DON’T DRINK AND DRIVE: SA’s already horrific road death figures increase numerically over holiday periods as many irresponsible road users drink and drive. Image: iStock
Cape Town - The month of April is not only synonymous with relaxing Easter holiday breaks with loved ones and delicious chocolate eggs but also the anticipated annual carnage on South African roads.
Despite concerted efforts by government and the authorities, our roads still remain amongst the most dangerous in the world .
According to the Road Traffic Management Corporation (RTMC) the Easter road death toll dropped from a staggering 287 in 2015 to only 156 in 2016.
READ: South Africans against Drunk Driving - A mother's battle to end road carnage
The impressive 46% decrease suggests that great headway has been made to reduce the road death toll, and is owed to increased road safety campaigns and high traffic police visibility. But, there is still much more that can be done to make our roads safer and to hold lawbreakers accountable.
Reckless driving and alcohol consumption remain the top reasons for road accidents, due to the fact that the current penalty system doesn’t’ act as an adequate deterrent. It is estimated that approximately 1980 motorists were arrested over last year’s Easter weekend for drunken driving alone.
Where is AARTO?
The proposed Administrative Adjudication of Road Traffic Offence Act (AARTO), which was signed into law in 1998, aims to make our roads safer and punish offenders. However, the implementation has been delayed for almost two decades and Parliament’s Portfolio Committee on Transport recently called for a fresh round of public hearings.
The AARTO system proposes a scheme where drivers accumulate demerit points for traffic violations that could see them behind bars or lose their license.
Driver demerit system
Under the proposed demerit system, speeding and driving drunk carries the highest penalty of 6 demerits (it takes only 13 or more points for a license to be suspended and 3 suspensions will result in an offender losing their license).
It’s important to note that this system won’t replace traffic fines. While the prospect of this one-two punch has the potential to prevent more accidents by irresponsible drivers, it’s still only a theoretical possibility.
Legal Expert, Cwayita Vellem from LawForAll, believes that government needs to step up and prioritise AARTO’s implementation: “It is inconceivable that a law can take close to 20 years to implement, while the lives of motorists are at stake especially over holidays like Easter. It is absolutely ludicrous! Government needs to give a clear indication of when we can expect AARTO to kick in.”
Driving and driving
Many South Africans celebrate Easter weekend with a few drinks. Some believe they know their drinking limits or have quick fix solutions to sober up before driving, but these limits usually do not measure up against those set by law or by the human body.
Vellem said: “A person is over the legal limit if his breath alcohol content is in excess of 0.24mg per 1000ml or his blood alcohol concentration in excess of 0.05g per 100ml. The rule of thumb for any motorist is a maximum of 1 unit per alcohol per hour. Biologically, the human body can only process one unit every hour, despite drinking lots of water, strong black coffee or taking a cold shower. These tricks do little to help sober a person up."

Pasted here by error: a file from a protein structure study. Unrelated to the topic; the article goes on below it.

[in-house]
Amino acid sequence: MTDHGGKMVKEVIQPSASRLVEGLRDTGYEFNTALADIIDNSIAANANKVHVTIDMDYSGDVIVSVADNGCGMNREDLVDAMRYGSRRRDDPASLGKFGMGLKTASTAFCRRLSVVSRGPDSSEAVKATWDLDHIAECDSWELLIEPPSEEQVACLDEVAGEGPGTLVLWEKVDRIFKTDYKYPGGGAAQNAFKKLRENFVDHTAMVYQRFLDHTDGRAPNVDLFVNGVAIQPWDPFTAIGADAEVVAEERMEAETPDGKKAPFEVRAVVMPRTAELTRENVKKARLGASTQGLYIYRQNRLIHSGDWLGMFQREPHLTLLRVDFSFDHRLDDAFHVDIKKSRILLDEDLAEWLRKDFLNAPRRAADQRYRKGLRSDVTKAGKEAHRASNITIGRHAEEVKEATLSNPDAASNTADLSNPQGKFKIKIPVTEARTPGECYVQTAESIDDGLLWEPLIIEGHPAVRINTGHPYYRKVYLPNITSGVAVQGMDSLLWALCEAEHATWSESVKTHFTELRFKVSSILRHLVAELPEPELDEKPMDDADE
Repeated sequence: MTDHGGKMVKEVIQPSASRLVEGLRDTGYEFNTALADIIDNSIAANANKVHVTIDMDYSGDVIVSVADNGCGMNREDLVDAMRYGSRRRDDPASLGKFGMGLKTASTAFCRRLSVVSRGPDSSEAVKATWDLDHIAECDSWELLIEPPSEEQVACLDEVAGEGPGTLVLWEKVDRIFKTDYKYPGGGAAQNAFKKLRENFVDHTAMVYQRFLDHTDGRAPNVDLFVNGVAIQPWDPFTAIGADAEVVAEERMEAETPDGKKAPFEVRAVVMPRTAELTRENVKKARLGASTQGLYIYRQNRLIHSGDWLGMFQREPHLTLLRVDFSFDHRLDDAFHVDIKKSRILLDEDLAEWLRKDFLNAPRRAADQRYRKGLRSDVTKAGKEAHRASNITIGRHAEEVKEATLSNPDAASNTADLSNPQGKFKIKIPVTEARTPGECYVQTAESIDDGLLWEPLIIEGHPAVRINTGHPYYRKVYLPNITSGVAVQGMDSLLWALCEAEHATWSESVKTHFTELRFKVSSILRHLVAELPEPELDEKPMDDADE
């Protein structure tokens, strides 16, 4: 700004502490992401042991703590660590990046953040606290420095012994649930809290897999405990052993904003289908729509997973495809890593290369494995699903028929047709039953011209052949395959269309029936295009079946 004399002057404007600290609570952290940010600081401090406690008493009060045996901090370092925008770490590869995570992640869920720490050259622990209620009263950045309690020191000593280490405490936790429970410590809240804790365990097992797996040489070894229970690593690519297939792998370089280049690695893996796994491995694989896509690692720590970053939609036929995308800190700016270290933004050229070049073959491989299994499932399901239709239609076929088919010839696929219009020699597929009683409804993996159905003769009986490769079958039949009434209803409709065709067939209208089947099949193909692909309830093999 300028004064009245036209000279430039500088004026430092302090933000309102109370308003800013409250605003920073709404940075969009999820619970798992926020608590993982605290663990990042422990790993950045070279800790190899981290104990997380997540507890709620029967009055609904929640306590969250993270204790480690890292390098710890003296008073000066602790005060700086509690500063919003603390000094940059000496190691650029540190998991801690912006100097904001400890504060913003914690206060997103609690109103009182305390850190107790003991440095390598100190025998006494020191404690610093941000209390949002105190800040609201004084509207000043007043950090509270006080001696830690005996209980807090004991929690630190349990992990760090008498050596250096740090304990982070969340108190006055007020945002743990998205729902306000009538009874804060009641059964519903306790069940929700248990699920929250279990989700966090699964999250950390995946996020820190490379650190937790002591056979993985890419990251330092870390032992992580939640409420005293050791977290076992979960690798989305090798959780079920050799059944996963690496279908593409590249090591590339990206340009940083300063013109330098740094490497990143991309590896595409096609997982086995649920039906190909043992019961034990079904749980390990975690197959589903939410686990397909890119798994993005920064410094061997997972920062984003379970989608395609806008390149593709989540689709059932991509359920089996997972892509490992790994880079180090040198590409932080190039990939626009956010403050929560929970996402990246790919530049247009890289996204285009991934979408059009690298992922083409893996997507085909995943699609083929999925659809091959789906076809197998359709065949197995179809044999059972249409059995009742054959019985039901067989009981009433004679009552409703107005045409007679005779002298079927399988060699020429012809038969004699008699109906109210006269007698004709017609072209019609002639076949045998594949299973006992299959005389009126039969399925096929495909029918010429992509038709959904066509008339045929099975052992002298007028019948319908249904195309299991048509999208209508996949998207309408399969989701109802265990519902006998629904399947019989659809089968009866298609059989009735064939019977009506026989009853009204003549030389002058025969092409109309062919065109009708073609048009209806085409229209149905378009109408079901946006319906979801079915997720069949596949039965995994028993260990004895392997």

An example by LawforAll: a 75ml glass of wine will amount to about one unit. That means a 250ml glass will amount to 3,3 units. A spirit cooler or beer amounts to roughly about 1,25 units, while a 25ml tot of whiskey or brandy to a unit. Cocktails and shooters are a bit trickier and dangerous, as one glass could easily amount to 2-4 units.
What can happen if you're arrested for drunk driving?
If found guilty of drunken driving, a person faces 6 years’ imprisonment or a R120 000 fine, and a criminal record. The knock-on effect can also be substantial, says Law for All.
No one wants to explain a criminal record (which sticks for 10 years) or request time off for court appearances from an employer. And that’s not taking into account the repercussions should someone die as a result of a road accident.
“The real reason people should not drive under the influence is the fact that they might cause the death of someone. You stand to face a charge of culpable homicide, and prosecutors are increasingly accusing motorists of murder,” warns Vellem.
While South Africa waits on government to implement AARTO, motorists must commit to responsible an safe driving on our roads.
Vellem advises what to do if you are arrested for drunken driving:
1. Do not resist arrest or become violent. You don’t want to prejudice your chances to be released on bail.
2. You have the right to be treated with dignity and to remain silent. Pay attention to whether you are informed of your rights (if at all) and other things said by the arresting officer. You must, however, provide your full name. You have the right to phone one person (a friend/relative or an Attorney).
3. You may not refuse to provide a blood sample. The district surgeon, a registered nurse or prison medical officer will take a blood specimen within 2 hours of arrest and submit to the state laboratory for analysis.
4. Follow the instructions of the arresting officer. Chances are good that you will be kept at the police station until you have sobered up, and you may be released with a warning to appear before court within 48 hours. You may also be kept behind bars.
5. It is important to note the details and the name of the police station you are in, the case number for your case, the name of the investigating officer. Your attorney will require the info.